India was somehow always associated with a price-tag and known for its low-cost services. Thanks to the maturity level GCCs have gained, MNCs are today looking at Indian GCCs to drive innovation and future transformation of the businesses. Earlier, captive centres used to work on conventional technology areas like testing, infrastructure, and ERP etc., but in the recent years, GCCs portfolio has dramatically expanded, and they’re working on core technological domains inter-alia like cloud, product development, innovation, R&D, mobility, CX, CRMs, and hyper-automation. We can say Indian GCCs are evolving into “true sense hubs.”


3. As the demand for talent increases, there is now greater focus on upskilling/reskilling. What is the significance and what are some ways GCCs can help upskill their employees?

Upskilling to me means preparing our workforce to stay relevant in an industry where both technology and skills are constantly upgrading. Identifying that how is the first step towards achieving that goal, after which you can align your upskilling programs. However, you cannot implement a program if your culture does not accord skilling or upskilling its due respect; it must be infused to your culture. There is an unprecedented demand for new skillsets for the workforce of the future and GCCs can invest in reskilling/upskilling their employees and include such programs as a vital component of their Employee Value Proposition (EVP).


4. What are some obstacles to growth for GCCs and how can businesses overcome them?

Today, the GCCs have a once-in-a-lifetime opportunity to take on the challenge of rethinking their conventional value proposition, which will fuel their enterprise for the next level of growth. They can achieve this by taking the ownership of functions and driving innovation as a strategic lever to fuel enterprise’s competitiveness, and transform themselves into a value-driven extension of the enterprise. As GCCs look to re-align themselves with the changing business paradigms of the future, the first and most critical factor influencing how much the GCC or the capability centre will grow or succeed is how you position it in your respective organisational strategy. To do this, GCCs will need to look beyond the glaring concerns of the moment and find solutions to problems that are more related to the future. For instance, GCCs are already engaged in a war for talents. In such an uneven talent market, GCCs must consider more than just winning this battle once and onboard ‘enterprise talent’ with the potential of becoming future global leaders for a long-term success.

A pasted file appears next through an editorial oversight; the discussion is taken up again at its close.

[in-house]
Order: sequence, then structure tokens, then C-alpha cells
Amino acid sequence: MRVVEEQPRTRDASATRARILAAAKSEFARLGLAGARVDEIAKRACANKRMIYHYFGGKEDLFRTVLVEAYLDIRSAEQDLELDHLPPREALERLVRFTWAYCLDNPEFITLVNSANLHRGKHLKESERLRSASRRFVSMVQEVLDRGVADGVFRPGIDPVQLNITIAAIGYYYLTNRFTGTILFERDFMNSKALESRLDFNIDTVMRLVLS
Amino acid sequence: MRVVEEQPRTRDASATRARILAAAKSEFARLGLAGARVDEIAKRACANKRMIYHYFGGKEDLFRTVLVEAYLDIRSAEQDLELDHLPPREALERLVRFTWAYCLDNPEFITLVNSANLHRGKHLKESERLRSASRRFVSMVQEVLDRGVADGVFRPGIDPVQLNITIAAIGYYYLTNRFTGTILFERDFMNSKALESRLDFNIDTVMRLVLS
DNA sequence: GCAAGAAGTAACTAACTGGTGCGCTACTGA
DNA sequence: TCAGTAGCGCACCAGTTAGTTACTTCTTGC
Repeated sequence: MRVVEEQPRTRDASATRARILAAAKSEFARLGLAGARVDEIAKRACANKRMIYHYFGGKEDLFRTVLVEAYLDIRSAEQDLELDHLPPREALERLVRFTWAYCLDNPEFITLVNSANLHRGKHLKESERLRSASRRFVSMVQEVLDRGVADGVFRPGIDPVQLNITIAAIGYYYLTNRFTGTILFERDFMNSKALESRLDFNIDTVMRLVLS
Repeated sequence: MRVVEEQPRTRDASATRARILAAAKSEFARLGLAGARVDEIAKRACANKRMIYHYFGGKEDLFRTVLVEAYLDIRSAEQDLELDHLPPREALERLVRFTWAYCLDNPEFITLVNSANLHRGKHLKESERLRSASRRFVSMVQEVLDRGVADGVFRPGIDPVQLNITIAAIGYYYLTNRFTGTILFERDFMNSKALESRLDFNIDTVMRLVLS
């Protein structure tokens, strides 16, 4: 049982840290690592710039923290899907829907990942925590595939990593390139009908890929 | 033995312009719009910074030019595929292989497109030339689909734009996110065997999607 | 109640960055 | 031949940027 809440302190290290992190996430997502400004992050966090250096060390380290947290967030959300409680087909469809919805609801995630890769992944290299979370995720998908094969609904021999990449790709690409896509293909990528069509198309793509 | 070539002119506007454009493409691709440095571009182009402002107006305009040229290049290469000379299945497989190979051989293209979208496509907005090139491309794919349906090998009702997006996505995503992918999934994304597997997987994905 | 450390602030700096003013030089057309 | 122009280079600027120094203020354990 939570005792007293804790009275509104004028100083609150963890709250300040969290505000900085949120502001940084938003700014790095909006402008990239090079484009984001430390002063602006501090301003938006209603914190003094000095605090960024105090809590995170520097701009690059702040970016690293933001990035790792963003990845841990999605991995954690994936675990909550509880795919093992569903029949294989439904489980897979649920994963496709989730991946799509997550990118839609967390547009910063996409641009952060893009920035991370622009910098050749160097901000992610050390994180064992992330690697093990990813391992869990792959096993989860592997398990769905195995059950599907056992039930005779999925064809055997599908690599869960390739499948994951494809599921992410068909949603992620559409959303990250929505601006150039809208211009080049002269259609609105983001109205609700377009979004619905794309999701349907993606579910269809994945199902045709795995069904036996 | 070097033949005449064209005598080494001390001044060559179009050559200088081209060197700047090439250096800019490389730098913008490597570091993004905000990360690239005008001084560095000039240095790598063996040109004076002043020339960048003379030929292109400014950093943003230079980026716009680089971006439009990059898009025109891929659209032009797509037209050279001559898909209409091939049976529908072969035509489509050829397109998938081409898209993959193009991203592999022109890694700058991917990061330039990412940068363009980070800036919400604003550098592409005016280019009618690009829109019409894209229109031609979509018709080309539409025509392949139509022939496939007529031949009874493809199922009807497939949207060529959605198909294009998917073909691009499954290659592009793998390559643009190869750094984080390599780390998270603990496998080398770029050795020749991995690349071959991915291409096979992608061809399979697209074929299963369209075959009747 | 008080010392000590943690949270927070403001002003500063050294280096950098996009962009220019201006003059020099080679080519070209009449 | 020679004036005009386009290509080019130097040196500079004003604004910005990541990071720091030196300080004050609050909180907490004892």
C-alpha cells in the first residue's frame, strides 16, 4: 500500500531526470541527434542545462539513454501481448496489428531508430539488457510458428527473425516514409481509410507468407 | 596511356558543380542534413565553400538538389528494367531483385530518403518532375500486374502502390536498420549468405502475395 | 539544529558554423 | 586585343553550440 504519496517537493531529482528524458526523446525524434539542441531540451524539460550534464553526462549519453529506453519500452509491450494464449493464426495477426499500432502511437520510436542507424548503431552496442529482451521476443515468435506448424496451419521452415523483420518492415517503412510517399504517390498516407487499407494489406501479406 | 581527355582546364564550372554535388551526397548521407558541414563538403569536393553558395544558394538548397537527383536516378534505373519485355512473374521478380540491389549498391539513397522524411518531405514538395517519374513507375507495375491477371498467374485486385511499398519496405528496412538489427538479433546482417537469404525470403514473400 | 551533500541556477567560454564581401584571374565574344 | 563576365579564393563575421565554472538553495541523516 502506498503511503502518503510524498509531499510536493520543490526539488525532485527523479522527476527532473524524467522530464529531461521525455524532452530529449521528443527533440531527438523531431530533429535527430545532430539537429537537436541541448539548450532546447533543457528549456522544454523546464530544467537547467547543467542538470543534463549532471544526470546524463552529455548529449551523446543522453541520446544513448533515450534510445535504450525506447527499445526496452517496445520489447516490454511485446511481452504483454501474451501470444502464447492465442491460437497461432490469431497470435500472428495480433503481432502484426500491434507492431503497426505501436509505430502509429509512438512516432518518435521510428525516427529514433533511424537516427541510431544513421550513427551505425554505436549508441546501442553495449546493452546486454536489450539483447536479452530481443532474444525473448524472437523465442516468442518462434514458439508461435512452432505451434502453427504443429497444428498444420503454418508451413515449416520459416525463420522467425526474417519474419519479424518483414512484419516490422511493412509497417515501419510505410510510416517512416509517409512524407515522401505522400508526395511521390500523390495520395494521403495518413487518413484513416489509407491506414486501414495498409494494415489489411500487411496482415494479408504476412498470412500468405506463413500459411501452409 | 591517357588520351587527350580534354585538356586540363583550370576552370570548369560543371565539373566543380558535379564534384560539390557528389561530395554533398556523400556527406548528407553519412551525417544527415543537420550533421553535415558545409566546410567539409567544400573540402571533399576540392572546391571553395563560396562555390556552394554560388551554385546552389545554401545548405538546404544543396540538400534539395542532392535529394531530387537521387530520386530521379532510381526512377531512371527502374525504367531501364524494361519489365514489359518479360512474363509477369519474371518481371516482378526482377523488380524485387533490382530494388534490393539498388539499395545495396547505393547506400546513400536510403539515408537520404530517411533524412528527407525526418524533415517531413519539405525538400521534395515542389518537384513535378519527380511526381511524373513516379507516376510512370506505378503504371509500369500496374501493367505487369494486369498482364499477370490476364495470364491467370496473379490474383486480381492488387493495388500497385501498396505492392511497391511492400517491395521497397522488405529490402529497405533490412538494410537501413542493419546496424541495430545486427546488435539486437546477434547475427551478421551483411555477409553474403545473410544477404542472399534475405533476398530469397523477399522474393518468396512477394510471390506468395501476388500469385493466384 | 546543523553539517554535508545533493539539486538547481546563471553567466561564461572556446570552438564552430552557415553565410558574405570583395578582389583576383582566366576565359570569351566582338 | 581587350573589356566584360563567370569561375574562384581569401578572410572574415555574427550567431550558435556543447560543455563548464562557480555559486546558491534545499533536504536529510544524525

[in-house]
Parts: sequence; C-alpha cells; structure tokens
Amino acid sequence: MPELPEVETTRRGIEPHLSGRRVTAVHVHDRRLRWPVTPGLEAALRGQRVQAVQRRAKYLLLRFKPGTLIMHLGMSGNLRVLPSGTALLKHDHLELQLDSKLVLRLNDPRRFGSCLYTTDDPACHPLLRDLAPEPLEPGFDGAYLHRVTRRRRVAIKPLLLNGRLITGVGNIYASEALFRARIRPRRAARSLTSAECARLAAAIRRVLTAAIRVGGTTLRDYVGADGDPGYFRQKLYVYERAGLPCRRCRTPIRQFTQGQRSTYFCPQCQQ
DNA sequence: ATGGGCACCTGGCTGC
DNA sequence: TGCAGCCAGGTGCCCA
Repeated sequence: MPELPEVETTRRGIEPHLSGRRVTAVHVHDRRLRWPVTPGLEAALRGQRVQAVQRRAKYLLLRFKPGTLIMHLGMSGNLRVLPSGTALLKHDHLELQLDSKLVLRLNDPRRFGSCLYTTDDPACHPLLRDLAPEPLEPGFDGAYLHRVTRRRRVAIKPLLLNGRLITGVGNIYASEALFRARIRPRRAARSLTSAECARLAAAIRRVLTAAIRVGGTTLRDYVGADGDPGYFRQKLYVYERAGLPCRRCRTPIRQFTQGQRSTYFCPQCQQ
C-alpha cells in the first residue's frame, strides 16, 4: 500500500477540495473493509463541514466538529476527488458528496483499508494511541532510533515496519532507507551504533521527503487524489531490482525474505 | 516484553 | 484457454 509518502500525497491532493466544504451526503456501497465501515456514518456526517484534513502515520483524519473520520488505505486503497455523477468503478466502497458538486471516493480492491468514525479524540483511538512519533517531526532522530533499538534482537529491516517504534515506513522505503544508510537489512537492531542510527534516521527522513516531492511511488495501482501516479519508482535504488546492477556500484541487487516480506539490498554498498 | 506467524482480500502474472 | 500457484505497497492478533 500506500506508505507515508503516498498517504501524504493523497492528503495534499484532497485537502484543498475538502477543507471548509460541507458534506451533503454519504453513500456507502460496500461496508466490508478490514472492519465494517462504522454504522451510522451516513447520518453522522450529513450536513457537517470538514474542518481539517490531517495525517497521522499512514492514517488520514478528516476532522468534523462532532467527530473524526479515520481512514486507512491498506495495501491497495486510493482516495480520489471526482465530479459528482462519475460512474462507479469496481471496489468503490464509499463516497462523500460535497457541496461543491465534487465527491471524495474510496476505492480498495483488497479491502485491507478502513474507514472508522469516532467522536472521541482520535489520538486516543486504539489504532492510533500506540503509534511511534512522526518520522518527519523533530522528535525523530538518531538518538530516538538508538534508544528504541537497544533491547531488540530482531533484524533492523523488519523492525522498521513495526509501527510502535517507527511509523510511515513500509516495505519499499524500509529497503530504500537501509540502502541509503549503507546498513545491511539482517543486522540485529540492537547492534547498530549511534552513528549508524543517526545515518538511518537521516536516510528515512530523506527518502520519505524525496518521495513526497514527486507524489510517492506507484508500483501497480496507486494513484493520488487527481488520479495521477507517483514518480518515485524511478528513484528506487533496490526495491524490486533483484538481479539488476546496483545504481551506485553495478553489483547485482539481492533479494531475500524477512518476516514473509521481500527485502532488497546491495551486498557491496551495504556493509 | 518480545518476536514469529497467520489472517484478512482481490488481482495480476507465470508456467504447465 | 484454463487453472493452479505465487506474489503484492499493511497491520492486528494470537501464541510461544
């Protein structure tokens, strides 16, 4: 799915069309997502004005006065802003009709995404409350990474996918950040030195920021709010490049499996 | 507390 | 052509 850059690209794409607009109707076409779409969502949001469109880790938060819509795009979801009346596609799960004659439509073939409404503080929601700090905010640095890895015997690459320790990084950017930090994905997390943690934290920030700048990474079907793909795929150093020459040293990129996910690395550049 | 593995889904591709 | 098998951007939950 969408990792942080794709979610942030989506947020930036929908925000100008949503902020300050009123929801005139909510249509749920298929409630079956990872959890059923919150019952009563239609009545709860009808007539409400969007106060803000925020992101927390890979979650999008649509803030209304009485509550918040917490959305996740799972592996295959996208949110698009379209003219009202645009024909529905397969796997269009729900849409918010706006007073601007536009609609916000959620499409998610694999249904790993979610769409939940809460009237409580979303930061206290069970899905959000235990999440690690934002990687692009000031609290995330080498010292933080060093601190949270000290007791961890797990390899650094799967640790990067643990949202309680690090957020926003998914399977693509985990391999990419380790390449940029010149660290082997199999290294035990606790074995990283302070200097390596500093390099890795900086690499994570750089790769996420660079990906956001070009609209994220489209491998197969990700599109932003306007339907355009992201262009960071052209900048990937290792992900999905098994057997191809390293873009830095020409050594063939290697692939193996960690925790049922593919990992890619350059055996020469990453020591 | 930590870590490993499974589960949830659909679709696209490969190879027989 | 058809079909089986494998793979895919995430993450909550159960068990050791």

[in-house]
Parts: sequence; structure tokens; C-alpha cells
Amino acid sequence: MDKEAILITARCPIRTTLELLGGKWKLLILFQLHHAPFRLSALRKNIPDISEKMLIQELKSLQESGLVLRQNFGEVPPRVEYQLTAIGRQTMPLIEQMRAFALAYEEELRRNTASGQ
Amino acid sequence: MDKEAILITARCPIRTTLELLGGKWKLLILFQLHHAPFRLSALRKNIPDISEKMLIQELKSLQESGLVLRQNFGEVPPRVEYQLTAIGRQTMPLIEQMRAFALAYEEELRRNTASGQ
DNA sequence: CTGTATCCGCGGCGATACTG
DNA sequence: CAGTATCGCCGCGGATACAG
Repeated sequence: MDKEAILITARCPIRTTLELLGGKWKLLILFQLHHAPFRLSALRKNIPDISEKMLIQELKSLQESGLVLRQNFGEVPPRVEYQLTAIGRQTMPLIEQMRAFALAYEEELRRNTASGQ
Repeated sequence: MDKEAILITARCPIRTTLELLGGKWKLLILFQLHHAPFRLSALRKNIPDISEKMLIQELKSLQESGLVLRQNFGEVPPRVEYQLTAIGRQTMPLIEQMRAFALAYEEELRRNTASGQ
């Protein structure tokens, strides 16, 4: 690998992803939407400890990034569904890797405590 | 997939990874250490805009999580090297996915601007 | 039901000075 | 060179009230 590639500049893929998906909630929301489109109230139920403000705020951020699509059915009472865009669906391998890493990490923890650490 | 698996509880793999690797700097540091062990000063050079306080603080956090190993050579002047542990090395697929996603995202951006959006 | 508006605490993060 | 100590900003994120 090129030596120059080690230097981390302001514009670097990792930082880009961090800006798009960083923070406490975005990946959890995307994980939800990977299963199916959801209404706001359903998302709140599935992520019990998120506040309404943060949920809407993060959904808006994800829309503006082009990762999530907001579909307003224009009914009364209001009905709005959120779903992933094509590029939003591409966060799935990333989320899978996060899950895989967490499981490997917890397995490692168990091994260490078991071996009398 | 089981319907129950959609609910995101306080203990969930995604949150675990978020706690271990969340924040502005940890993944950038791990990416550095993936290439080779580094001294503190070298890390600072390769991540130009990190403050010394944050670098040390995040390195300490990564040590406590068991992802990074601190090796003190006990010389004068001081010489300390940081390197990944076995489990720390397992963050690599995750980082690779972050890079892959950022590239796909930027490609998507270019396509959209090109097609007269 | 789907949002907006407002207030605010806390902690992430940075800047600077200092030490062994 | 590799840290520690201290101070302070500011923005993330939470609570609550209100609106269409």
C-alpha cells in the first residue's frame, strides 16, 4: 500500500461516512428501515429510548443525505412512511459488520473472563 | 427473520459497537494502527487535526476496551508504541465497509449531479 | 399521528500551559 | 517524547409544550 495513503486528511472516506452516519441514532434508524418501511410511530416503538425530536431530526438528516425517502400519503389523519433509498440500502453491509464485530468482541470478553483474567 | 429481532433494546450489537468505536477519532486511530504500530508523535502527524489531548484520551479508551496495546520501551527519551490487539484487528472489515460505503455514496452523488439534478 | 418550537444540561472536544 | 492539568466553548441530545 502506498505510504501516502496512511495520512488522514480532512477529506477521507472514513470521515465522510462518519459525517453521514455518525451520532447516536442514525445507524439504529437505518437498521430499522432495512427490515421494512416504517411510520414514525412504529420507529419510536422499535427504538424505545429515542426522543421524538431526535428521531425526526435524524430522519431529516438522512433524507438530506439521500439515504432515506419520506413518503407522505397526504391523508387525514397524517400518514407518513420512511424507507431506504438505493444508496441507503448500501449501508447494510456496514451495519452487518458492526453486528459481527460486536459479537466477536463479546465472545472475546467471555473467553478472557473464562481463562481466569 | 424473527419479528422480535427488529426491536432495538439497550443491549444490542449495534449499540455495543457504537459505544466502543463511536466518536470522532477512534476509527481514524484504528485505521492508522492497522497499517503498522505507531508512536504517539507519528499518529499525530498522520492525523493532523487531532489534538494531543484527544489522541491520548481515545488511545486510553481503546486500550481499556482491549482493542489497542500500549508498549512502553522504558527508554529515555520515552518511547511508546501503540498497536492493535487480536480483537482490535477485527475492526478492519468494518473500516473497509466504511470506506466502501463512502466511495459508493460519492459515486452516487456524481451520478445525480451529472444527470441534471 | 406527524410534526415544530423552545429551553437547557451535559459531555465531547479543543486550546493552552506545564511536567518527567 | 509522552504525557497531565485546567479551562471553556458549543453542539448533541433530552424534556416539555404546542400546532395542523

5. Can you offer some insights on Carrier DHI’s value proposition?

Digital Hub India is  a rock-solid fabric of Carrier’s overall vision. We are a model capability centre where culture is the first capability we have built and on which our strategic organizational goals and objectives, programs, initiatives, talents, financial fitness  thrives. Businesses typically focus on a variety of things when they first set out on their journeys. However, in the case of Digital Hub India, we set out on a course to become a capability centre that creates value and establishes long-term goals from the beginning. We are a distinctive capacity center where we are creating all organizational constructs of a GCC under one roof, starting with product mindset, product innovation and development, centres of excellence (CoE), and shared services hub with a highly specialised and personalized leadership focus to grow it towards a high-impact maturity.